Friday, August 10, 2012

H. rudolfensis

We’re happy to announce that H. rudolfensis has been officially added to the human family. It’s on the one hand exciting and on the other a “duh” moment. Regular readers (Hi, Dave) know that I’ve argued for multiple pre-humans for a long time; it seems only logical. Heck, I’ve argued for multiple humans coexisting up until fairly recently (like, maybe, 20,000 years or less) for equally long or longer.

While I’m not the site anyone’s going to for breaking news, I hope a few people drop by for an amateur’s take on life (aren’t we all amateurs?). For those folks I’d like to give a shout-out for Aristotelean deductive armchair reasoning. You’ve heard this before, but it bears repeating.

It comes down to statistics, one of my favorite subjects. If I believe in anything, it’s statistics. For example, if the sun has been showing up every morning for four billion years, statistics say it will probably show up again tomorrow. You can bet on it. It’s a good bet because, if you lose, you won’t have to pay it, anyway. The predictability of multiple human ancestors comes from the patterns of other animals. There’s usually multiple versions of whatever running around, so it was natural to think there must have been multiple peoples running around, as well.
Which got me to counting peoples, way back then. I started with the common logic of what percentage of fossil species do we know about for any branch of the animal tree? Ten percent? That might be high, but let’s go with it. I knew that without being an archeologist. Didn’t do any field work to figure that out; just took what I read. I also knew, without being an archeologist, that we already had two fossils species of humans living together at the same time: us and the Neanderthals (we’re a fossil species but not extinct). Assuming that, at best, we had found ten percent of the hominid fossils from, say, 40,000 years ago, it would stand to reason there could have been as many as twenty different hominid species running around at the same time.

Then the hobbits and the Denisovians appeared. Suddenly we had four fossil hominids scrambling over the Earth at the same time. Now, either that’s four of the projected twenty, or we can boost the projection to forty species. While that might seem excessive for such a recent period, we can, nonetheless, assume that the original projection of a bunch more than two fossil species will turn out to be correct. Going back in time, we can assume that a smaller and smaller percentage of the fossil record is known, so that, if they’re now projecting three hominid species from around two million years ago, we can safely guess there may have been thirty or more species at that time.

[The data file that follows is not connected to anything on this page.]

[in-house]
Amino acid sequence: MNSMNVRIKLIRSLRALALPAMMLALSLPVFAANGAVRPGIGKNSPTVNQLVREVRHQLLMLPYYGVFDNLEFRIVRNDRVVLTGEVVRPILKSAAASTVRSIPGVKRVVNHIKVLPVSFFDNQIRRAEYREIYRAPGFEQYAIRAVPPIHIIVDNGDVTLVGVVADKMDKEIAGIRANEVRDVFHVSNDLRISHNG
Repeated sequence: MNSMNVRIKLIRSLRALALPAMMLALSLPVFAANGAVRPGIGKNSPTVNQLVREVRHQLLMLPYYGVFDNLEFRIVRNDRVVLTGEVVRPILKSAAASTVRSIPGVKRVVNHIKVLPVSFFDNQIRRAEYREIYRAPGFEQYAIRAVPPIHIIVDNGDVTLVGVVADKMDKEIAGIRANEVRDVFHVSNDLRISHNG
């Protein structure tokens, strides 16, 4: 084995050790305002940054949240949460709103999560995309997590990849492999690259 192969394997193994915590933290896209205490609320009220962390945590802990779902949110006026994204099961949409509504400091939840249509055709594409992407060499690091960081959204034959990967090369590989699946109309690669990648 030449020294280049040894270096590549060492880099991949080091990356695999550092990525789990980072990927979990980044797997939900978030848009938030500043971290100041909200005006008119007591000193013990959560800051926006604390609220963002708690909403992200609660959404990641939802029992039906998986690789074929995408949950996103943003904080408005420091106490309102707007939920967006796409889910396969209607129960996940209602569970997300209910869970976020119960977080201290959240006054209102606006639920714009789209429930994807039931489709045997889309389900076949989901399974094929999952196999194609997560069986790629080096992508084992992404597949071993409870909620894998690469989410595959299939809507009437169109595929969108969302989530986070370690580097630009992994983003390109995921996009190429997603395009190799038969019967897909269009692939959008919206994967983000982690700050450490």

That’s from the armchair, but it didn’t take any brilliance on my part. It didn’t even take the application of complex formulas; it only took looking at the situation and saying, “Seems to me…” Gentle musing could come up with that analysis. It did. Sometimes, I think, professionals spend too much time looking so closely at their subjects that they forget to look at the broader picture. Only now are we hearing Leakey, et al, saying to expect more discoveries. Well, yes. Many more.

What’s that law about shrinking computers? Every eighteen months or so? One could graph the pushing back in time of “firsts” and project that graph out into the future with satisfactory results, I’m sure. There is a regular pattern to earlier and earlier discoveries, so that without knowing what that graph would actually look like, one can safely predict that any given “earliest” date will be regularly pushed further and further back. Or that more and more species will be found; same thing. These are predictable patterns. I know that without knowing what the patterns are, without being an archeologist, by simply following the news. It’s lazy, but it works.

So be prepared, little baby peoples are going to come crawling out of the rocks: H. infantalis.

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